And that is the moment my entire outlook shifted. 

I’m being serious. My favourite, most trusted author introduced me to a wealth of knowledge in the SPA Girls back catalogue that enabled me to finally look at publishing with an open mind. 

Suddenly, there were no gatekeepers. 

The only person standing between me and getting a book into the world was me. 

The only person standing between me and releasing a badly edited, badly formatted book into the world was me. 

Are you still with me? Is this all making sense? 

Good, let’s get to the point then, shall we?

Taking control of the narrative with Indie Publishing

I’m pretty sure you’ll be able to predict why I view the term self-publishing badly by this point. 

In my mind, everything non-trad published was bad, and all those books were self-published. Even after reading Kristine’s article, the term Indie Publishing hadn’t stuck in my brain. If you read the article, it’s littered throughout and so many of the issues with trad are laid bare in that one post. Still, it took me another two and a half years and Keri’s interview with the SPA Girls for the pieces of what it meant to stick. 

The industry has moved on from the early days of KDP. Reader expectations are higher and author quality has skyrocketed. But despite those facts and my changed perspective, ‘self-publishing’ still has negative connotations. To some people, it means you weren’t good enough for “real” publishing. They don’t care that indies make a heck of a lot more money than the average trad author or that traditional publishers aren’t all that great at pivoting with the shifting market. It’s usually accompanied by a sneer or a pitying look. You know the type.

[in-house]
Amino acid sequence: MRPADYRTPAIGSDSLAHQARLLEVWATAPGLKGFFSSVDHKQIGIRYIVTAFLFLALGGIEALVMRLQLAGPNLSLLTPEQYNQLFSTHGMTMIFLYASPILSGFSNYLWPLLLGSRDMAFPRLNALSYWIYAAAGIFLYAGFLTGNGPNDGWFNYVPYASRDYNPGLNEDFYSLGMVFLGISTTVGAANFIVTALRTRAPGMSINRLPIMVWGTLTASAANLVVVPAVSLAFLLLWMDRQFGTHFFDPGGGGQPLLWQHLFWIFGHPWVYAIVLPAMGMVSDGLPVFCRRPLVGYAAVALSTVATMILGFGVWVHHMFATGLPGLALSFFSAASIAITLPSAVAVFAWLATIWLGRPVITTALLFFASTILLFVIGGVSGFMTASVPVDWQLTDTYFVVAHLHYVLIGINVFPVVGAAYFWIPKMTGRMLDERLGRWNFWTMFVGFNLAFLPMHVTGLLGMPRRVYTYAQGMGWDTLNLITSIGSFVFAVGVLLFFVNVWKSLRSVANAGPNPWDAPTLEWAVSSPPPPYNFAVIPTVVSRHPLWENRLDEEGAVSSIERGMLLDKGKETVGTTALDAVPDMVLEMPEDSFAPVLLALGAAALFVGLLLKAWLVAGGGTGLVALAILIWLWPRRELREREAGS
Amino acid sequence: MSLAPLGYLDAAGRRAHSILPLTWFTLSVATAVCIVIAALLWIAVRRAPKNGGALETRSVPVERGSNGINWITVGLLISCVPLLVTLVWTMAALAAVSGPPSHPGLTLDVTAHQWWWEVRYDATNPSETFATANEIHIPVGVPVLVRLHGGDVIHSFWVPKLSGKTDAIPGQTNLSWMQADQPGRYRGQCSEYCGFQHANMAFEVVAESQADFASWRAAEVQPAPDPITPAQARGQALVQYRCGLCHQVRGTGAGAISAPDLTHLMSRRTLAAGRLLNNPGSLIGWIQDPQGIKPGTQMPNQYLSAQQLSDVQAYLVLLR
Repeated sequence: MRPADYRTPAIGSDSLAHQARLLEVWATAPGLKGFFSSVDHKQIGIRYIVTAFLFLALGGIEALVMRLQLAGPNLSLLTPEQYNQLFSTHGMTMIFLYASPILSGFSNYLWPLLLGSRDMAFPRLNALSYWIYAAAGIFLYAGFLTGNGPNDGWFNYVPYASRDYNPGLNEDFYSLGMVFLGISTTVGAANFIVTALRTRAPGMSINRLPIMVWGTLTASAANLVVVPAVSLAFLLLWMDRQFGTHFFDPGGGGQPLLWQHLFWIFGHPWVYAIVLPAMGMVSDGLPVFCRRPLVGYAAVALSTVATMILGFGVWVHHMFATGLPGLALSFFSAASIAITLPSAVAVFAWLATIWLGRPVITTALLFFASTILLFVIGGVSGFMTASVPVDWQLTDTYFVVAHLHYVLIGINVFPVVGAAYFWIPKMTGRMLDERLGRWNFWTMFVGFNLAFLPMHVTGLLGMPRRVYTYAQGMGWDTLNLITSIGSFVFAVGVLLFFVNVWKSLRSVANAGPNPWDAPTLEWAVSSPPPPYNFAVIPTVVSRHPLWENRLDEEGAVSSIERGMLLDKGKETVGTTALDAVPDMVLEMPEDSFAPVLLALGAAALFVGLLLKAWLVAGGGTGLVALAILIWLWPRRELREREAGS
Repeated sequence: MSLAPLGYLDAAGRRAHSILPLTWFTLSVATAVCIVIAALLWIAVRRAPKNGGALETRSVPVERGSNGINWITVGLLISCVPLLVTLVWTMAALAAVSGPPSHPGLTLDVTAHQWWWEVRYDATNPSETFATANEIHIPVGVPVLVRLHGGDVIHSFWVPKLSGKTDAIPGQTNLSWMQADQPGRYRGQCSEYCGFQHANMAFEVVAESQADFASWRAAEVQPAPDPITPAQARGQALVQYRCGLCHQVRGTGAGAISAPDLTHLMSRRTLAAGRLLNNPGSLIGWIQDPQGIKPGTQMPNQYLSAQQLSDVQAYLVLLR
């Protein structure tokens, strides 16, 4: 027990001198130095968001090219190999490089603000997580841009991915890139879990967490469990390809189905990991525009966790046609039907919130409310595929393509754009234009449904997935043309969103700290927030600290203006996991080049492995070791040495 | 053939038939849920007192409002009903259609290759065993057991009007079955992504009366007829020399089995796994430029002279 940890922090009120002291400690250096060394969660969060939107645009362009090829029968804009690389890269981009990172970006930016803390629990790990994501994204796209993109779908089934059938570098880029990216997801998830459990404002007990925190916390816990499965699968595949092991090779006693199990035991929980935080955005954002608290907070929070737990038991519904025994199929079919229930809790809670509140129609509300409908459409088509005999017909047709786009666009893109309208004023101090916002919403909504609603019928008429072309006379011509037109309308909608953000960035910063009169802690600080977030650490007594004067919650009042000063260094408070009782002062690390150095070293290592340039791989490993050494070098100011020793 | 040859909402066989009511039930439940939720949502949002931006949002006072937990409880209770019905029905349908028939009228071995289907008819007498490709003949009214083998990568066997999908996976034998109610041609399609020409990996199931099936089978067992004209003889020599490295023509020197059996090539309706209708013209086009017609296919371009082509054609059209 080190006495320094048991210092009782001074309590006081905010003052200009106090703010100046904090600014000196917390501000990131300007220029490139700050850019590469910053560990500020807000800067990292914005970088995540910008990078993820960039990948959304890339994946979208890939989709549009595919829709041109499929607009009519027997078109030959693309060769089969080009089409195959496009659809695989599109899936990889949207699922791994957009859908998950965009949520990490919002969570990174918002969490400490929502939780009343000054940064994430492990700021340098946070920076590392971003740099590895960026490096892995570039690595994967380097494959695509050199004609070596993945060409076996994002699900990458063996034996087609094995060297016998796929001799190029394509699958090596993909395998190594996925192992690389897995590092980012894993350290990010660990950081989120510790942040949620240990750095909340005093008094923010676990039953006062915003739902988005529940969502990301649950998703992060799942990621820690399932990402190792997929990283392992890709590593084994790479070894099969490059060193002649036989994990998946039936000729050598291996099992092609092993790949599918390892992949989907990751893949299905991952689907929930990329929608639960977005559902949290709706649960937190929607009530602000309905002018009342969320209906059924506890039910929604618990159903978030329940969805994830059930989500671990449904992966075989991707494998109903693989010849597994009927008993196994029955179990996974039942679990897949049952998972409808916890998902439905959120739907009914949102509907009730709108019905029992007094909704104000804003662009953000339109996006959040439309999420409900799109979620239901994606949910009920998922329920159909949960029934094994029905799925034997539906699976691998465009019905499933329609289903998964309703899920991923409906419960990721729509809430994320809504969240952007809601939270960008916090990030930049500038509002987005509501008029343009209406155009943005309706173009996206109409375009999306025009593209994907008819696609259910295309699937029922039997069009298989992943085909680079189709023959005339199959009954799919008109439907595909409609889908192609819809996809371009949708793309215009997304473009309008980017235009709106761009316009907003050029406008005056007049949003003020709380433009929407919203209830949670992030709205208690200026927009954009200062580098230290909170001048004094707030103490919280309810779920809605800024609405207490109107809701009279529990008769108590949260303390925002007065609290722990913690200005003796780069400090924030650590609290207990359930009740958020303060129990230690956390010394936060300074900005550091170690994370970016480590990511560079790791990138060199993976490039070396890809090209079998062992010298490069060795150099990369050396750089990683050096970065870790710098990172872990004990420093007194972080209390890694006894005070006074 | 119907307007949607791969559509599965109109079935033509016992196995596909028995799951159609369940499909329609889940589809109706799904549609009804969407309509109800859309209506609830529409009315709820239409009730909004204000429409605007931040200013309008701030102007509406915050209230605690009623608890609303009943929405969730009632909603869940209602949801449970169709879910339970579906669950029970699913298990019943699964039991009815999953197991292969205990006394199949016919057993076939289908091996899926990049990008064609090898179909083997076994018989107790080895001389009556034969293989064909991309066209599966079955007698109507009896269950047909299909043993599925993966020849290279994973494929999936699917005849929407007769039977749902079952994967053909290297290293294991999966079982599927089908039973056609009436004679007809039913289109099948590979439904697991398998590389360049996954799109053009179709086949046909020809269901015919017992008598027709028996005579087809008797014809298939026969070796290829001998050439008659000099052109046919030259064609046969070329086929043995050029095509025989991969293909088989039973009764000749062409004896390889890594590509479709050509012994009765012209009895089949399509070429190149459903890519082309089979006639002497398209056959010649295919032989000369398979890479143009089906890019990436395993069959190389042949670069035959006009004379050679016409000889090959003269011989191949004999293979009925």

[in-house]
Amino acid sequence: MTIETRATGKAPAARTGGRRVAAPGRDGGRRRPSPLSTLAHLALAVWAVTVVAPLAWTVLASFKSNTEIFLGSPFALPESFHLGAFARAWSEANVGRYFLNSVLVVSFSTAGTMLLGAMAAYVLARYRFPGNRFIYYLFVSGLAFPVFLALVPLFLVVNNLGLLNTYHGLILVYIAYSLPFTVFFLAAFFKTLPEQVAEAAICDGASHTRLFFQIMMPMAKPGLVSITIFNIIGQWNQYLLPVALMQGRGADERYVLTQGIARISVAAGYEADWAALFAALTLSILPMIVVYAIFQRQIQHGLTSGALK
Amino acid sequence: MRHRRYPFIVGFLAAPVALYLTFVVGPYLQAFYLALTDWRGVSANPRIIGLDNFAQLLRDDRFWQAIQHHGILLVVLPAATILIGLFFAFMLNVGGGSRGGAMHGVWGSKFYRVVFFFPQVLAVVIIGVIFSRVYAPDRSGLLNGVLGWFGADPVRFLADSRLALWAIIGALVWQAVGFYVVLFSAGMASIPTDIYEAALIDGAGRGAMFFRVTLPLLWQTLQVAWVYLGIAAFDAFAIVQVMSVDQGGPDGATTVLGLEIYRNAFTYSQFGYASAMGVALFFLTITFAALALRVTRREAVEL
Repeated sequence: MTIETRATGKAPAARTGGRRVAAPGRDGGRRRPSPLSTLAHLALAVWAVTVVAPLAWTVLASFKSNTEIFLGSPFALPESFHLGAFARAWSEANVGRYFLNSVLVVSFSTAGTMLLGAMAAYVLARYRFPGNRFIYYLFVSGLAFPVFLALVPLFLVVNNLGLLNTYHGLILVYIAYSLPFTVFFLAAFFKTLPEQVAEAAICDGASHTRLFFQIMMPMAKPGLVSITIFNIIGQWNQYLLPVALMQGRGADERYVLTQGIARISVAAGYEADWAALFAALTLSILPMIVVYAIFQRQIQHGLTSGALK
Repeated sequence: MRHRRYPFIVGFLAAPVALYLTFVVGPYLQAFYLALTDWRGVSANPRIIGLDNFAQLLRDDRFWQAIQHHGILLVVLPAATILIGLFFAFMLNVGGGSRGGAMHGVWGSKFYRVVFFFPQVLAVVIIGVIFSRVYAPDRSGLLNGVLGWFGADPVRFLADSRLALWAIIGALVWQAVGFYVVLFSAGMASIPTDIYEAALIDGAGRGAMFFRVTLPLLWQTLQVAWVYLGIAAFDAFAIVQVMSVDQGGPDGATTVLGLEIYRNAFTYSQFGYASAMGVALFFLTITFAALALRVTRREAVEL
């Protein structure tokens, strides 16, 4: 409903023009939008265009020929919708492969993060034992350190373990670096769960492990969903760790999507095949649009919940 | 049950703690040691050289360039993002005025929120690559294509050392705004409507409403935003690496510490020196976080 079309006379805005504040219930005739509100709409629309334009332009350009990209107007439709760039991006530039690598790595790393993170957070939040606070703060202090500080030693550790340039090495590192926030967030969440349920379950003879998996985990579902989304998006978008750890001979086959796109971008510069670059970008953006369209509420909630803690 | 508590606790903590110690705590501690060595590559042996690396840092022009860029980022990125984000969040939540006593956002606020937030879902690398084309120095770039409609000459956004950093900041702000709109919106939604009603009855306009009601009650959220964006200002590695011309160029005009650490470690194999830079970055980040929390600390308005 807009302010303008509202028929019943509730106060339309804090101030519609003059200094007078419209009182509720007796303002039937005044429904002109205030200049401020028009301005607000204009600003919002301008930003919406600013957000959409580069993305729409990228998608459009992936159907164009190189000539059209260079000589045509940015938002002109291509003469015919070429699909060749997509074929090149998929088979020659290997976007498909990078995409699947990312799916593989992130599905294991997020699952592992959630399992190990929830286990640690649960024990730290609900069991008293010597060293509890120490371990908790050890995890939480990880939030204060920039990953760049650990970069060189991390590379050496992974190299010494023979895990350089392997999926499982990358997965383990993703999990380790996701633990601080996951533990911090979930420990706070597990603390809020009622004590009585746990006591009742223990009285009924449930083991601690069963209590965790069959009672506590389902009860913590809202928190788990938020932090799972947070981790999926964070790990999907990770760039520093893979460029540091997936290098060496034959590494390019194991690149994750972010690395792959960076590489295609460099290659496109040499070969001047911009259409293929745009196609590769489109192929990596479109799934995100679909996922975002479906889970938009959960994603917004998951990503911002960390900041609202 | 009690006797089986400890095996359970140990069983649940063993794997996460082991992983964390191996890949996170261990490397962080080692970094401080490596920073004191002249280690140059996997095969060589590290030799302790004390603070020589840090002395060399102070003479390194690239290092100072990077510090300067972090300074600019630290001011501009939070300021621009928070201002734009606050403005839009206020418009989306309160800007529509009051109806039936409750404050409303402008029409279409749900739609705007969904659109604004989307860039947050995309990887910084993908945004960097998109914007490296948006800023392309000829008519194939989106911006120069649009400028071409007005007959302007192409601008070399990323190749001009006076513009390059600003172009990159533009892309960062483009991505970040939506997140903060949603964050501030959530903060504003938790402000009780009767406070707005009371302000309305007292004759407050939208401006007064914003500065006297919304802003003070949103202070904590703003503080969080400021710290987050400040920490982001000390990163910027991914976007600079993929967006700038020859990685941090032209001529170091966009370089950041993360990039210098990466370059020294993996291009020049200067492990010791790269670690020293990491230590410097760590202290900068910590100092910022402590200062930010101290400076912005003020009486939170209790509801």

Indie Publishing is untarnished in my mind. It conveys a seriousness that ‘self-publishing’ was robbed of before it could really get a foothold. 

To me, the terms Indie Publishing and Indie Author signify the level of work that goes into producing a book and running a business, because make no mistake, this is a business and authors are entrepreneurs. It encompasses the mindset of the authorpreneur working their ass off to intermingle the creative with business planning, marketing and advertising… and on and on our skills go. 

Maybe the stigma I associate with ‘Self-Publishing’ is entirely based on how I used to view it, but one thing’s for sure, I take myself a hell of a lot more seriously when I talk about my writing as an author business or a book business. Because that’s what it is. I front load capital, do market research, have a business plan and forward plan just as you would with any startup. On top of that, I set my release schedules, manage multiple distribution streams and freelancers, optimise ads, craft the product and deliver it. Usually all at the same time. 

That tiny distinction of a word choice holds me accountable. It puts me in the driving seat and allows me to feel some semblance of control over my career. 

So if you need a kick to find your motivation, try referring to your writing as a business for a little while and see if it gives you a lift.